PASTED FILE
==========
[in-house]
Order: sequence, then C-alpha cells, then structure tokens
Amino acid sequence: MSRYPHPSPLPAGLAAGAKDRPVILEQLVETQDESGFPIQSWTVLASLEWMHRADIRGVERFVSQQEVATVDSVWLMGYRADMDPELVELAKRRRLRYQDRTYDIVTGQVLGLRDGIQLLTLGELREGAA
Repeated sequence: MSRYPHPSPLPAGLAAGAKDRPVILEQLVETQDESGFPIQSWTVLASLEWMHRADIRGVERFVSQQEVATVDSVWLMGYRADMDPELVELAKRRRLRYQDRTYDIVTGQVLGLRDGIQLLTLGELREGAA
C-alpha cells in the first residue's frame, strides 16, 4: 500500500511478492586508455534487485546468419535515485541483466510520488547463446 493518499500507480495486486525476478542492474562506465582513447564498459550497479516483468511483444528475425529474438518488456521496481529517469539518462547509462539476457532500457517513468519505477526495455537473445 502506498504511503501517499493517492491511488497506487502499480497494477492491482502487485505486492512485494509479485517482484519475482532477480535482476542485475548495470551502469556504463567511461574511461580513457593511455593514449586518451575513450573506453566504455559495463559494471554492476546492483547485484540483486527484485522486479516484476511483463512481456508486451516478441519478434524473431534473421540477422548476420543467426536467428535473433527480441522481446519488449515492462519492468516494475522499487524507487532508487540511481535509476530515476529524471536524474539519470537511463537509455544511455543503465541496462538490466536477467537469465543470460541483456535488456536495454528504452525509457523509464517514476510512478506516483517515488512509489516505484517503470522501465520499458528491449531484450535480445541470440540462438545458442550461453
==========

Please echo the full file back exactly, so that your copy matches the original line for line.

[in-house]
Order: sequence, then C-alpha cells, then structure tokens
Amino acid sequence: MSRYPHPSPLPAGLAAGAKDRPVILEQLVETQDESGFPIQSWTVLASLEWMHRADIRGVERFVSQQEVATVDSVWLMGYRADMDPELVELAKRRRLRYQDRTYDIVTGQVLGLRDGIQLLTLGELREGAA
Repeated sequence: MSRYPHPSPLPAGLAAGAKDRPVILEQLVETQDESGFPIQSWTVLASLEWMHRADIRGVERFVSQQEVATVDSVWLMGYRADMDPELVELAKRRRLRYQDRTYDIVTGQVLGLRDGIQLLTLGELREGAA
C-alpha cells in the first residue's frame, strides 16, 4: 500500500511478492586508455534487485546468419535515485541483466510520488547463446 493518499500507480495486486525476478542492474562506465582513447564498459550497479516483468511483444528475425529474438518488456521496481529517469539518462547509462539476457532500457517513468519505477526495455537473445 502506498504511503501517499493517492491511488497506487502499480497494477492491482502487485505486492512485494509479485517482484519475482532477480535482476542485475548495470551502469556504463567511461574511461580513457593511455593514449586518451575513450573506453566504455559495463559494471554492476546492483547485484540483486527484485522486479516484476511483463512481456508486451516478441519478434524473431534473421540477422548476420543467426536467428535473433527480441522481446519488449515492462519492468516494475522499487524507487532508487540511481535509476530515476529524471536524474539519470537511463537509455544511455543503465541496462538490466536477467537469465543470460541483456535488456536495454528504452525509457523509464517514476510512478506516483517515488512509489516505484517503470522501465520499458528491449531484450535480445541470440540462438545458442550461453